Date: 2007-07-03 13:32:52
Date: 2007-07-03 13:32:52 EDT (Tue, 03 Jul 2007)
New Revision: 7349
- I have created a new section describing the four benchmarks.
Text files modified:
sandbox/libs/extension/doc/performance_analysis.qbk | 81 +++++++++++++++++++++++++++++++++++++++
1 files changed, 79 insertions(+), 2 deletions(-)
--- sandbox/libs/extension/doc/performance_analysis.qbk (original)
+++ sandbox/libs/extension/doc/performance_analysis.qbk 2007-07-03 13:32:52 EDT (Tue, 03 Jul 2007)
@@ -1,5 +1,5 @@
[/ Boost.Extension - performance analysis ]
-[/ Copyright 2007 Jeremy Pack ]
+[/ Copyright 2007 Mariano G. Consoni ]
[/ Distributed under the Boost Software License, Version 1.0. (See]
[/ accompanying file LICENSE_1_0.txt or copy at ]
[/ http://www.boost.org/LICENSE_1_0.txt) ]
@@ -7,6 +7,83 @@
[section:performance_analysis Performance Analysis]
-Insert content here.
+In this section we will discuss the performance of the library. We'll focus
+in the overhead added in comparison with [^ dlopen/dlclose] or
+[^ LoadLibrary/CloseLibrary] approaches, describing three benchmarks
+and their results.
+Finally we will discuss a small benchmark comparing two ways of using the
+library, depending or not of boost::function.
+[h1 First comparison]
+First, we wanted to know how much is the overhead of using Boost.Extension
+instead of direct operating system calls.
+As you may know, Boost.Extension uses this system calls but of course has
+some intermediate structures that allows the programmer a much more
+friendlier use of the implementations. Of course any intermediate step in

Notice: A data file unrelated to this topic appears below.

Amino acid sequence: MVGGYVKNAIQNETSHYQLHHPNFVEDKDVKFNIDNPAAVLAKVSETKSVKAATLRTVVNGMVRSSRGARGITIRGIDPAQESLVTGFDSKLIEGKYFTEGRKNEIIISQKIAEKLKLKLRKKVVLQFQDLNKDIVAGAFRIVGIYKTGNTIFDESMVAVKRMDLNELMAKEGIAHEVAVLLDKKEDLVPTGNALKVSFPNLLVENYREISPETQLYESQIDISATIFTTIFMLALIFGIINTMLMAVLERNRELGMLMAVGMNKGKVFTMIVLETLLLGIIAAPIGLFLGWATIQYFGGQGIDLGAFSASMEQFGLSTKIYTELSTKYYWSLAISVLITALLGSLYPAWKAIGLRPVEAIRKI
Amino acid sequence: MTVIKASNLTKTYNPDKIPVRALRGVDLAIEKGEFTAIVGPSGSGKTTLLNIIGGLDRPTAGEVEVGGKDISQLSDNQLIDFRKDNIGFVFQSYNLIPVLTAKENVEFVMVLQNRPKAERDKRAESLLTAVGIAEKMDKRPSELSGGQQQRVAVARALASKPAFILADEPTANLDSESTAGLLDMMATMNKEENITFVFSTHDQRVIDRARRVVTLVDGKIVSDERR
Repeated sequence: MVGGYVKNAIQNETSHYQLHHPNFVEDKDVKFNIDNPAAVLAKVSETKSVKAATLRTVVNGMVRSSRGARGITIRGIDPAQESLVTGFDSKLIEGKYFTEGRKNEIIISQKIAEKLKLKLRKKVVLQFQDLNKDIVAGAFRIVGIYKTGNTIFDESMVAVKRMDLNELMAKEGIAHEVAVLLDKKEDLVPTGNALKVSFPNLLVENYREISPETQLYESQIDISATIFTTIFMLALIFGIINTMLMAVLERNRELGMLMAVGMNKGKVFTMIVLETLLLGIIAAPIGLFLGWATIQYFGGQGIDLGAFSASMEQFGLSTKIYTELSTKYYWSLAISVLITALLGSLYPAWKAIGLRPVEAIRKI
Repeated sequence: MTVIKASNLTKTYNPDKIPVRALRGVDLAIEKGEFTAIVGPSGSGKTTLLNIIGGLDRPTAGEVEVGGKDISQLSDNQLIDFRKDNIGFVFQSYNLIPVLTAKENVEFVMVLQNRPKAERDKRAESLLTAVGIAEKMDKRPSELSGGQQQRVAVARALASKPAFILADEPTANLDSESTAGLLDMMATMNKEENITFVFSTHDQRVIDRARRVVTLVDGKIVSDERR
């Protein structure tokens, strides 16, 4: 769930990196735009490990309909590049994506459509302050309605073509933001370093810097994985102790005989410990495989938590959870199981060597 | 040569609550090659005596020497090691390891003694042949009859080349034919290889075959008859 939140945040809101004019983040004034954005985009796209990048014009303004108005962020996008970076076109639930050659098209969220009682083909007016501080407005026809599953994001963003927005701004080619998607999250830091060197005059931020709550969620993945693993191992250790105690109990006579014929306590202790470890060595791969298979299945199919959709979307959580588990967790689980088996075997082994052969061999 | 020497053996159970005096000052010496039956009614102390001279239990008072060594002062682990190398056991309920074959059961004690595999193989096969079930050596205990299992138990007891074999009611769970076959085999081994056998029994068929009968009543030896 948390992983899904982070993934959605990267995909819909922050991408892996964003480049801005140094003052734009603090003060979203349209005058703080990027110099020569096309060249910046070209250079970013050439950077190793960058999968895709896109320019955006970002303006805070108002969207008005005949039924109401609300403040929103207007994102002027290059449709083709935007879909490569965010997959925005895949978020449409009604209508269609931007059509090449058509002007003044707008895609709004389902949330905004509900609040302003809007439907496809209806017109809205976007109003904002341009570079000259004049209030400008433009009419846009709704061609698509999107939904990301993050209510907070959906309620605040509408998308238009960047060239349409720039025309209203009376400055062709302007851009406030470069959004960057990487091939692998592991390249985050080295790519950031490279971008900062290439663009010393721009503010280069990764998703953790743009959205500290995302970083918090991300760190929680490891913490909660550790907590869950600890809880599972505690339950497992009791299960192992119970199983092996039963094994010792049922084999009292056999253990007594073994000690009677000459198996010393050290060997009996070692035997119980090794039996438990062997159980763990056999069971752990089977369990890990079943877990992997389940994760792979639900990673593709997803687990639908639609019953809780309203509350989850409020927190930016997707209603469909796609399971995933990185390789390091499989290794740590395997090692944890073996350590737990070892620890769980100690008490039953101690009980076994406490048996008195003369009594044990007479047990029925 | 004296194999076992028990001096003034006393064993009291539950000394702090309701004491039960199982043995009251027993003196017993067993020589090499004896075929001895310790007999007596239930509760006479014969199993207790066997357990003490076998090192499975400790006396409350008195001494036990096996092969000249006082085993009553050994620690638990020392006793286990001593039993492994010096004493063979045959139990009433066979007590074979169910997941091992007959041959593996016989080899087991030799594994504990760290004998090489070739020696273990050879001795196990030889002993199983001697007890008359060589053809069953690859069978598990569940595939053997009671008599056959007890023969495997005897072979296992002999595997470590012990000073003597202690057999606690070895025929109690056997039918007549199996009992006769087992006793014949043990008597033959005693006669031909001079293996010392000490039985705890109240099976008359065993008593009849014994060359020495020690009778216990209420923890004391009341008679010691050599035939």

+the process costs time, so we wanted to know how much that time is.
+Then we made a benchmark opening the same library with both approaches
+and calling a method of the exported interface. This is done a lot of times in
+order to be able to measure the times. This benchmark is implemented in
+[^ benchmarks/plain_old_approach.cpp ].
+For 1000 iterations results (in an AMD XP 2500) are:
+# [*Direct system calls]: 0.09 secs
+# [*Boost.Extension]: 0.33 secs
+So Boost.Extension is (aprox.) three times slower.
+[h1 Multiple calls and libraries]
+Having a first idea about the comparison we advanced with two new benchmarks.
+The first opens a library one time and then calls a method of the implementation
+multiple times. We wanted to see with this benchmark if the call overhead of
+one individual method is different between both approaches.
+Results are very similar, they vary from run to run so the overhead is minimum.
+This benchmark is implemented in [^ benchmarks/multiple_class.hpp].
+The second addresses a different issue. The overhead of opening a library. In order to
+be measurable we had to open a lot of libraries (and then calls a method of each one).
+To avoid generating a lot of code we just generated a library and copied it (using
+[^ boost::filesystem]) with different names. We tested the code loading 500, 1.000
+and 2.000 libraries.
+Results (for 500 libraries):
+# [*Direct system calls]: 0.07 secs
+# [*Boost.Extension]: 0.21 secs
+The difference is similar to the first example
+We can conclude that the overhead is mainly in the library loading part not in the calls.
+Moreover, we have done some profiling and discovered
+that most of the overhead is spent in memory allocations caused by the use of
+STL strings to identify the implementations. We are currently analyzing if this
+overhead could be lowered.
+[h1 boost::function overhead]
+Besides the comparison of Boost.Extension vs. direct system calls we evaluated
+different alternatives among features of the library.
+As our philosophy is to try to depend of the fewest libraries (including Boost
+libraries) we present the option to use or not boost::function in Boost.Extension.
+In [^plain_old_approach_bf.cpp] we use our first benchmark to compare the usage
+of boost::function in the implementation of Boost.Extension.
+Results are that overhead is not noticeable.
\ No newline at end of file
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